Between “Human” and “A Dustland Fairytale,” apparently Flowers heard an audience member comment that “Day & Age sucked”, to which Flowers replied in dripping sarcasm, “Yeah, I hope our next album sucks just as much”. Lots of speculation exists as to whether the new album will be a return to the story-telling rock anthems that propelled the band to world-notoriety, or if the slicker, pop sound of Day & Age will prevail. Based on the tracks heard live to date, including “From Here on Out” and “Flesh and Bone,” I think it’s too ambitious to pigeonhole the album as one or the other, but rather expect it to be a blend of what the band does well, which hopefully will please fans of earlier sounds and new alike.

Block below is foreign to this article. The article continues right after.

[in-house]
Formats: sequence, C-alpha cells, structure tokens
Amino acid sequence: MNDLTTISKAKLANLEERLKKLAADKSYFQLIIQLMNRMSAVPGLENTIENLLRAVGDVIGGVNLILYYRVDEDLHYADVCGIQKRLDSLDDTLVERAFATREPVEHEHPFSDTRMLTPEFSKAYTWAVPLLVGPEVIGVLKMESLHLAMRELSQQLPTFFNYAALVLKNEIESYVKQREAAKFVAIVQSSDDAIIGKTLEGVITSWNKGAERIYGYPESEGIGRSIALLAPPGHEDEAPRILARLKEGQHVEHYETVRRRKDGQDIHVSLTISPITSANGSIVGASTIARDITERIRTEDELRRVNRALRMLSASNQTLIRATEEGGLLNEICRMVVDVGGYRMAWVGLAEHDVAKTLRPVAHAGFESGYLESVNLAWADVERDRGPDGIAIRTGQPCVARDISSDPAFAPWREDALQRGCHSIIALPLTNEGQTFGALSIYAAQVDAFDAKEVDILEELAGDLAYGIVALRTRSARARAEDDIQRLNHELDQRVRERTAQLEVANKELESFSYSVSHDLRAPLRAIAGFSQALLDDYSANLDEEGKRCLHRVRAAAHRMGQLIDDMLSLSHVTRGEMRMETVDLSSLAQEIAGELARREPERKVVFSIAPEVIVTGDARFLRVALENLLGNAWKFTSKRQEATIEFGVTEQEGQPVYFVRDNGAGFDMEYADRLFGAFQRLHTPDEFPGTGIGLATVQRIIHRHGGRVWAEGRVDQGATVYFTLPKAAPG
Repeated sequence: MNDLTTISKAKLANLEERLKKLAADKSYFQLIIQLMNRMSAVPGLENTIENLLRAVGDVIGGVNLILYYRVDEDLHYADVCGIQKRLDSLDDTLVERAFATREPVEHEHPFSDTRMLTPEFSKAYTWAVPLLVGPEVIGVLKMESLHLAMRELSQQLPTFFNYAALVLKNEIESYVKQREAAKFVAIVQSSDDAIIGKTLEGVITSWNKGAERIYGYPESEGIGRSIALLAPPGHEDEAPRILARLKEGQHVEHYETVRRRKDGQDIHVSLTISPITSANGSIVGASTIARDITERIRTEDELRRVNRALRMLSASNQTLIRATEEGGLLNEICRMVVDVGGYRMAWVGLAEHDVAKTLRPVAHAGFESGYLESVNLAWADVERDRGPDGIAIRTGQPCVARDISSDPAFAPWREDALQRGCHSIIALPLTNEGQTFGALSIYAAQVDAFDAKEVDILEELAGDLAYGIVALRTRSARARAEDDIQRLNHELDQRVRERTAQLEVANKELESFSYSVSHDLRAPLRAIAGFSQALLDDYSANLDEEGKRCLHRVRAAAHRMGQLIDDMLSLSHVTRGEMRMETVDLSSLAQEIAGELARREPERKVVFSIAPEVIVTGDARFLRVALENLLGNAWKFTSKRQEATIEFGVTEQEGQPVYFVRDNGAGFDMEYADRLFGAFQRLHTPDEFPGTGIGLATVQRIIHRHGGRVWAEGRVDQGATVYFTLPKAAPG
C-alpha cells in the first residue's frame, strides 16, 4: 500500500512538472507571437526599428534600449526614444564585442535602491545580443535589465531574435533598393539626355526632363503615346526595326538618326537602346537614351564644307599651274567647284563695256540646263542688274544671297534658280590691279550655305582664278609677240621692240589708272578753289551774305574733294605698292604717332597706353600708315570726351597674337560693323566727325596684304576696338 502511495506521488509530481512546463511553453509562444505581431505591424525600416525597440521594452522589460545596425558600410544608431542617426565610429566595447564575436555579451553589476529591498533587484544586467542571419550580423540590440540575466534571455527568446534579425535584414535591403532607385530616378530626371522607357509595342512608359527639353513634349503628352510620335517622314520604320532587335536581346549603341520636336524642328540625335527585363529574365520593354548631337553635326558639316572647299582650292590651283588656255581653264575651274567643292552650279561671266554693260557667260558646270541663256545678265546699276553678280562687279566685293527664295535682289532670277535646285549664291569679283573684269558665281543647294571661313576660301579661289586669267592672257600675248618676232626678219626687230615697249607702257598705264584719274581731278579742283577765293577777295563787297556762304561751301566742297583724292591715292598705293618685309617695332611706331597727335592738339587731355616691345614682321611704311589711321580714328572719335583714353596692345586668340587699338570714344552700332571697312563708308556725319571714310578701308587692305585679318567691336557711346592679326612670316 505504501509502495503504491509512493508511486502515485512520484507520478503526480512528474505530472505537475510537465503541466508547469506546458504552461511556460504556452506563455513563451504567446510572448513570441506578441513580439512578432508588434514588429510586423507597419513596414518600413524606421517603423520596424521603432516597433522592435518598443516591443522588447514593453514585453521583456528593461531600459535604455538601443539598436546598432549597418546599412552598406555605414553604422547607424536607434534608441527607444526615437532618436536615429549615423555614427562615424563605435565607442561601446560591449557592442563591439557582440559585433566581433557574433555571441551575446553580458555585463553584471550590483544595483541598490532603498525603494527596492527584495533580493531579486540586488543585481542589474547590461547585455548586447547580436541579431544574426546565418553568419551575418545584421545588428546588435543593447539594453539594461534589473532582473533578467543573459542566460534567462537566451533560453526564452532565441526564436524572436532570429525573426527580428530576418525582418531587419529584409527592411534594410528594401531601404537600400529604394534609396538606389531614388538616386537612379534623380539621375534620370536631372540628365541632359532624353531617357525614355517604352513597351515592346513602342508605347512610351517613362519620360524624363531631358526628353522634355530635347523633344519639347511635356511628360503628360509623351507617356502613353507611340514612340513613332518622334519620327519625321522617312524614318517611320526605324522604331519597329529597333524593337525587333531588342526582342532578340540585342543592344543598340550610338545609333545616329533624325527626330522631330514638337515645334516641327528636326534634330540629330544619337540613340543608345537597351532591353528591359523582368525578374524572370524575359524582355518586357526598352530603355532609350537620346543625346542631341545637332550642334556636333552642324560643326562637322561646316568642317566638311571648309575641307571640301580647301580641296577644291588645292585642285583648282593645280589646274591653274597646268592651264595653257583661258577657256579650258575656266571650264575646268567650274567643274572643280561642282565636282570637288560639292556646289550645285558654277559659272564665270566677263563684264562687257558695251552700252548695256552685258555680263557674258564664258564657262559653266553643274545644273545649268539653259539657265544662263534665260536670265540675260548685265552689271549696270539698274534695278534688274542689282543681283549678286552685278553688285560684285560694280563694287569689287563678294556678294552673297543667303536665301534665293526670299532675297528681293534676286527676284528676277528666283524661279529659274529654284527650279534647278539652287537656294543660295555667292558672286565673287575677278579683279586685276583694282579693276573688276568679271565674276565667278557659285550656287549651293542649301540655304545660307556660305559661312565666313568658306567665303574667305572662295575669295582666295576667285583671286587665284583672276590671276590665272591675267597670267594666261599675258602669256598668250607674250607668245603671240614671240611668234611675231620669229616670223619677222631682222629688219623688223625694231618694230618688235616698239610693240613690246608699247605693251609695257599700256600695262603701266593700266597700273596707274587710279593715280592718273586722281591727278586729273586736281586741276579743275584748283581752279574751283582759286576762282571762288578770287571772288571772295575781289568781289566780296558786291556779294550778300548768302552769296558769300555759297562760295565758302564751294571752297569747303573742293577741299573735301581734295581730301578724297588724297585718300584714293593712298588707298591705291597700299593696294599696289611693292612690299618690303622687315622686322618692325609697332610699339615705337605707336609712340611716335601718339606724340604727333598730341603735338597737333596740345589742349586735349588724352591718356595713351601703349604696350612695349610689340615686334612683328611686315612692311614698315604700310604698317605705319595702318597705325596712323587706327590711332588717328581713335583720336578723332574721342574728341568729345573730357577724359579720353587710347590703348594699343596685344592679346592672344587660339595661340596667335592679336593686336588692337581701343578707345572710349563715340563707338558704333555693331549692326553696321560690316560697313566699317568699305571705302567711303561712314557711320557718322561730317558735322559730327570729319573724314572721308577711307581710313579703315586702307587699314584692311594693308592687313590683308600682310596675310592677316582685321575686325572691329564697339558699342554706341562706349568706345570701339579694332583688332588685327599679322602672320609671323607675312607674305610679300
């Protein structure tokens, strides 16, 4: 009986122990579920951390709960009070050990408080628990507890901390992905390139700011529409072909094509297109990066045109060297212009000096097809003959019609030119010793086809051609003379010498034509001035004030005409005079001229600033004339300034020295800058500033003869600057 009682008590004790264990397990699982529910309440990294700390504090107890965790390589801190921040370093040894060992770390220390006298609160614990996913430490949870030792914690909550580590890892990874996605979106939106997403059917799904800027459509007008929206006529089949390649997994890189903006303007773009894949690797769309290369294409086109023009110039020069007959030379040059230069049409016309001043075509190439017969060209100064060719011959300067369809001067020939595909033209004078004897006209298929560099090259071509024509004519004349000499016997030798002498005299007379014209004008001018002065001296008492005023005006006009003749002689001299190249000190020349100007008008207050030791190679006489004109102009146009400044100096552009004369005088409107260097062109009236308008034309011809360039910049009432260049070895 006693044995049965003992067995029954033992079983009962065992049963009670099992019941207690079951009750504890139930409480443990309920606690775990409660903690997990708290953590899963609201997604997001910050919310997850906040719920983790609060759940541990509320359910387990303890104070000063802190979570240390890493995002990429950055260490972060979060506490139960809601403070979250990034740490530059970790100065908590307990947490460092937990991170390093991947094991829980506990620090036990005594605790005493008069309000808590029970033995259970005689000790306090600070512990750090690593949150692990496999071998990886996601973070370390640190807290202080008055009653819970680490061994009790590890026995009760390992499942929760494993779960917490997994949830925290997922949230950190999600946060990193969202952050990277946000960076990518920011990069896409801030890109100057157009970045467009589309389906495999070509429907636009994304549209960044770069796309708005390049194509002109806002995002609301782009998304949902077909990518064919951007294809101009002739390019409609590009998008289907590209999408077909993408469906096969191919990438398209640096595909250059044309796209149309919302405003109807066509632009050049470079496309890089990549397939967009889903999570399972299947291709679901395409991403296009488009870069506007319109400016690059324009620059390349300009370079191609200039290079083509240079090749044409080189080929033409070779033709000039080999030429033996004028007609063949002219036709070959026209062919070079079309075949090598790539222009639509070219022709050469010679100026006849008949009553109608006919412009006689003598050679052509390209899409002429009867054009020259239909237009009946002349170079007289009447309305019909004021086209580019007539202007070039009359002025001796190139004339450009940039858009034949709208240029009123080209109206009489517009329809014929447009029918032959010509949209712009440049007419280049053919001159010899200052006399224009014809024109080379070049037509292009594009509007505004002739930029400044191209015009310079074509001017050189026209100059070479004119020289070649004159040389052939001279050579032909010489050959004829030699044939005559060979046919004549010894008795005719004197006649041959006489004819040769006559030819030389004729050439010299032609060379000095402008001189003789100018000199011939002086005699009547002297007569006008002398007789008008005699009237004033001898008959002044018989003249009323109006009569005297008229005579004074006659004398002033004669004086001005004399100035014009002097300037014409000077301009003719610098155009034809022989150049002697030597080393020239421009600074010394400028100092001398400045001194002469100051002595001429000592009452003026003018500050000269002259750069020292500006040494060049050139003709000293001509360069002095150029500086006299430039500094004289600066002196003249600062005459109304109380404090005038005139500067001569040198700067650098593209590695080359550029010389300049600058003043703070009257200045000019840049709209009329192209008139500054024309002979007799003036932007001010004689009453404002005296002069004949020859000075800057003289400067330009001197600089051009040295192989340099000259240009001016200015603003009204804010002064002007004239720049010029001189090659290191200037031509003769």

The Killers often throw in a cover from a local artist or a tune that they’ve been influenced by or appreciated in their own musical journeys. Webster Hall was treated to a short reprise of “Dreamin’” by Blondie where Keuning and Flowers spent a few moment together close on stage as Dave plucked out the notes. Flowers was clearly in his element again, happy to be on stage as evidenced by his non-stop smiling and energy as he paced the stage. Like Flowers nervous fist-pumps, no Killers show would be complete without “Mr. Brightside” – known to be the only Killers song that they’ve performed at each and every gig they’ve ever played. Go bet on it if you’re going to a show, the odds are in your favor.